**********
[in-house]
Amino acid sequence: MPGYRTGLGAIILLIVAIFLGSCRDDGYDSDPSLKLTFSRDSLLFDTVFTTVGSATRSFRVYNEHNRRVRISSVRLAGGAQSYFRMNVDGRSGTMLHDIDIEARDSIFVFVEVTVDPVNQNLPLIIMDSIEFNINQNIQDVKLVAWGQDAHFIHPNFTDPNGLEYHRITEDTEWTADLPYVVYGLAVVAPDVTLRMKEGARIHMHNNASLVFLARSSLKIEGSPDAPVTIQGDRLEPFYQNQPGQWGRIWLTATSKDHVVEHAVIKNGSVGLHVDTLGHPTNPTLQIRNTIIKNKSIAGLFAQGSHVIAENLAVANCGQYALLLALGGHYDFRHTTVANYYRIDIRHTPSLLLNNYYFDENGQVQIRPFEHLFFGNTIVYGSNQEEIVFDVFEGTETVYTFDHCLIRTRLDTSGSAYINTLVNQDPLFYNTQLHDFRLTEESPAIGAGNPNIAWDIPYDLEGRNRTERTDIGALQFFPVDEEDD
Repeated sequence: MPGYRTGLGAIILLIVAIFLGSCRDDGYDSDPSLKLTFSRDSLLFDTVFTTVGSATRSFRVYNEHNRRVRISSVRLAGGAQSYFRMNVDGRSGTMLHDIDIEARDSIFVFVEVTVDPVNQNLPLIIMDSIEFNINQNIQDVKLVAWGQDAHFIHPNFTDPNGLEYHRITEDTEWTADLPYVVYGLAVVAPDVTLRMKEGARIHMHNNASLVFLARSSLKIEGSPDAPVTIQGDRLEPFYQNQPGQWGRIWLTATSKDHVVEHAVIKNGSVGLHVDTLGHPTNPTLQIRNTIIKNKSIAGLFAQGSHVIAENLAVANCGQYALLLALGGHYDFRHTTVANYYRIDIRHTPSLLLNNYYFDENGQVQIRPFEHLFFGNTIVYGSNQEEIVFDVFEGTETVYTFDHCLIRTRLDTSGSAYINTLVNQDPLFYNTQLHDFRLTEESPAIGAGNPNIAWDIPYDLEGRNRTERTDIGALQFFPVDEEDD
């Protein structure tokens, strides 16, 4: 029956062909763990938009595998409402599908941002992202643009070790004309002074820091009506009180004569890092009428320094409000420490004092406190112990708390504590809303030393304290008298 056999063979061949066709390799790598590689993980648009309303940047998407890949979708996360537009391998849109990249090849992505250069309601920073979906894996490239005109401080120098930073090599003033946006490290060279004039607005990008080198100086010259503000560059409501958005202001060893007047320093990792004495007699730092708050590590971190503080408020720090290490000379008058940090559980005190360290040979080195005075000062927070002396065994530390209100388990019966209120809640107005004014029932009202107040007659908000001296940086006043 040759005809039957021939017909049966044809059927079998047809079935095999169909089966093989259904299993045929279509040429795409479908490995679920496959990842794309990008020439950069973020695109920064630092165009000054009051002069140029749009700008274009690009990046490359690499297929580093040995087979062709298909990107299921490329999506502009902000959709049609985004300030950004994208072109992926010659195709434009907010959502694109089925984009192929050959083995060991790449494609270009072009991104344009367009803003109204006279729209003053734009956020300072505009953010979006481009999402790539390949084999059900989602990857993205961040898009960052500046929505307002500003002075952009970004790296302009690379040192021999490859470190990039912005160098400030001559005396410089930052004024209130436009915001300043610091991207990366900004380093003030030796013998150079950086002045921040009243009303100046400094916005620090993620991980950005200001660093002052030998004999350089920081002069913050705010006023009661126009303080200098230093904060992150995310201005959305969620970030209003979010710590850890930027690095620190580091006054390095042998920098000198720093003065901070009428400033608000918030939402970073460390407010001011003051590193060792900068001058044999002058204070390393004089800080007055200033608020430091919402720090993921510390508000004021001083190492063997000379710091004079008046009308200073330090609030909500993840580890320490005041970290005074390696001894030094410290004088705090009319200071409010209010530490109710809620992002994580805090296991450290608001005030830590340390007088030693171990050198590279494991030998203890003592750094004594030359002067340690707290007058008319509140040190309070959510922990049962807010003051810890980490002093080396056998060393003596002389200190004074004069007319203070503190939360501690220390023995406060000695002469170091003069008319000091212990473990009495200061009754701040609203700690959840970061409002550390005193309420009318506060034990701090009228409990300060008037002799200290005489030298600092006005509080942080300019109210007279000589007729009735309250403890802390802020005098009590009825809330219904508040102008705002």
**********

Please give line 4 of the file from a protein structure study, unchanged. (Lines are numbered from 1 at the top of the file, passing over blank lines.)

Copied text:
């Protein structure tokens, strides 16, 4: 029956062909763990938009595998409402599908941002992202643009070790004309002074820091009506009180004569890092009428320094409000420490004092406190112990708390504590809303030393304290008298 056999063979061949066709390799790598590689993980648009309303940047998407890949979708996360537009391998849109990249090849992505250069309601920073979906894996490239005109401080120098930073090599003033946006490290060279004039607005990008080198100086010259503000560059409501958005202001060893007047320093990792004495007699730092708050590590971190503080408020720090290490000379008058940090559980005190360290040979080195005075000062927070002396065994530390209100388990019966209120809640107005004014029932009202107040007659908000001296940086006043 040759005809039957021939017909049966044809059927079998047809079935095999169909089966093989259904299993045929279509040429795409479908490995679920496959990842794309990008020439950069973020695109920064630092165009000054009051002069140029749009700008274009690009990046490359690499297929580093040995087979062709298909990107299921490329999506502009902000959709049609985004300030950004994208072109992926010659195709434009907010959502694109089925984009192929050959083995060991790449494609270009072009991104344009367009803003109204006279729209003053734009956020300072505009953010979006481009999402790539390949084999059900989602990857993205961040898009960052500046929505307002500003002075952009970004790296302009690379040192021999490859470190990039912005160098400030001559005396410089930052004024209130436009915001300043610091991207990366900004380093003030030796013998150079950086002045921040009243009303100046400094916005620090993620991980950005200001660093002052030998004999350089920081002069913050705010006023009661126009303080200098230093904060992150995310201005959305969620970030209003979010710590850890930027690095620190580091006054390095042998920098000198720093003065901070009428400033608000918030939402970073460390407010001011003051590193060792900068001058044999002058204070390393004089800080007055200033608020430091919402720090993921510390508000004021001083190492063997000379710091004079008046009308200073330090609030909500993840580890320490005041970290005074390696001894030094410290004088705090009319200071409010209010530490109710809620992002994580805090296991450290608001005030830590340390007088030693171990050198590279494991030998203890003592750094004594030359002067340690707290007058008319509140040190309070959510922990049962807010003051810890980490002093080396056998060393003596002389200190004074004069007319203070503190939360501690220390023995406060000695002469170091003069008319000091212990473990009495200061009754701040609203700690959840970061409002550390005193309420009318506060034990701090009228409990300060008037002799200290005489030298600092006005509080942080300019109210007279000589007729009735309250403890802390802020005098009590009825809330219904508040102008705002």